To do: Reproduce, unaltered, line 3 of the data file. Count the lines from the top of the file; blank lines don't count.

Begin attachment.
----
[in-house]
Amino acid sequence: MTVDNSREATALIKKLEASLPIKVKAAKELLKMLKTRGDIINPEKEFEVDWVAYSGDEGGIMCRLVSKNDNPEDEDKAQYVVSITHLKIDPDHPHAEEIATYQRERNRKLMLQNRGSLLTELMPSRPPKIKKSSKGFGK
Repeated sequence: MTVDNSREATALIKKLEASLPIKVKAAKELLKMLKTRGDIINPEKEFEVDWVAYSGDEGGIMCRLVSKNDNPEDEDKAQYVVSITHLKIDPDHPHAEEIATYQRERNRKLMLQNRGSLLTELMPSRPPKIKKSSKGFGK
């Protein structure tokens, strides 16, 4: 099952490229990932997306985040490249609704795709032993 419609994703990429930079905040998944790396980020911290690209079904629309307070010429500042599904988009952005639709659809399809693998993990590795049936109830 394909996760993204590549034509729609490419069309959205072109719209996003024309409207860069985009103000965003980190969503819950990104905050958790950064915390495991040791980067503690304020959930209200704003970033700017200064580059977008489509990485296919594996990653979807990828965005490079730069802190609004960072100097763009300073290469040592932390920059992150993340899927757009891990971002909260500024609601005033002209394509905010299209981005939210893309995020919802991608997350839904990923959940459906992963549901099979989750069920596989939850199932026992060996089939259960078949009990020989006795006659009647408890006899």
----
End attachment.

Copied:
Repeated sequence: MTVDNSREATALIKKLEASLPIKVKAAKELLKMLKTRGDIINPEKEFEVDWVAYSGDEGGIMCRLVSKNDNPEDEDKAQYVVSITHLKIDPDHPHAEEIATYQRERNRKLMLQNRGSLLTELMPSRPPKIKKSSKGFGK